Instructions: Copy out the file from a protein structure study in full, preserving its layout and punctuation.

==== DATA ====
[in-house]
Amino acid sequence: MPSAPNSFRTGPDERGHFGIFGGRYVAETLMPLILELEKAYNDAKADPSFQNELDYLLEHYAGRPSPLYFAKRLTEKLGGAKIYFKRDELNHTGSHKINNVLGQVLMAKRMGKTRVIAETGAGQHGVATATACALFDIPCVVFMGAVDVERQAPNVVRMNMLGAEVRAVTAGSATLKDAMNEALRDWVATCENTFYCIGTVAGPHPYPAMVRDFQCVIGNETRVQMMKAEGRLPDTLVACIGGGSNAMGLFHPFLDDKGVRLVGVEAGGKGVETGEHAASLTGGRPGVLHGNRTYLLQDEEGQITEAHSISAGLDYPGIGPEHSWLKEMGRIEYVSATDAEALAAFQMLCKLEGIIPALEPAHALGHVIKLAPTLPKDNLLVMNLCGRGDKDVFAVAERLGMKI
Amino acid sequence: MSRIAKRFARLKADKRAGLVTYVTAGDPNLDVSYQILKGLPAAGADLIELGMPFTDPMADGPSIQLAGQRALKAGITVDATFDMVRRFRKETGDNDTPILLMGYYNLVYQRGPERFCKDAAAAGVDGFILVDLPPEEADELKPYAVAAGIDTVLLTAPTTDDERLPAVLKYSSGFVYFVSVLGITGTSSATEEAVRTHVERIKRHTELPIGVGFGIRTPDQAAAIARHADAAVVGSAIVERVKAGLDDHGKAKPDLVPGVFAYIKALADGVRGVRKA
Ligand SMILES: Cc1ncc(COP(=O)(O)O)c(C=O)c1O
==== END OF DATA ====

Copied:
[in-house]
Amino acid sequence: MPSAPNSFRTGPDERGHFGIFGGRYVAETLMPLILELEKAYNDAKADPSFQNELDYLLEHYAGRPSPLYFAKRLTEKLGGAKIYFKRDELNHTGSHKINNVLGQVLMAKRMGKTRVIAETGAGQHGVATATACALFDIPCVVFMGAVDVERQAPNVVRMNMLGAEVRAVTAGSATLKDAMNEALRDWVATCENTFYCIGTVAGPHPYPAMVRDFQCVIGNETRVQMMKAEGRLPDTLVACIGGGSNAMGLFHPFLDDKGVRLVGVEAGGKGVETGEHAASLTGGRPGVLHGNRTYLLQDEEGQITEAHSISAGLDYPGIGPEHSWLKEMGRIEYVSATDAEALAAFQMLCKLEGIIPALEPAHALGHVIKLAPTLPKDNLLVMNLCGRGDKDVFAVAERLGMKI
Amino acid sequence: MSRIAKRFARLKADKRAGLVTYVTAGDPNLDVSYQILKGLPAAGADLIELGMPFTDPMADGPSIQLAGQRALKAGITVDATFDMVRRFRKETGDNDTPILLMGYYNLVYQRGPERFCKDAAAAGVDGFILVDLPPEEADELKPYAVAAGIDTVLLTAPTTDDERLPAVLKYSSGFVYFVSVLGITGTSSATEEAVRTHVERIKRHTELPIGVGFGIRTPDQAAAIARHADAAVVGSAIVERVKAGLDDHGKAKPDLVPGVFAYIKALADGVRGVRKA
Ligand SMILES: Cc1ncc(COP(=O)(O)O)c(C=O)c1O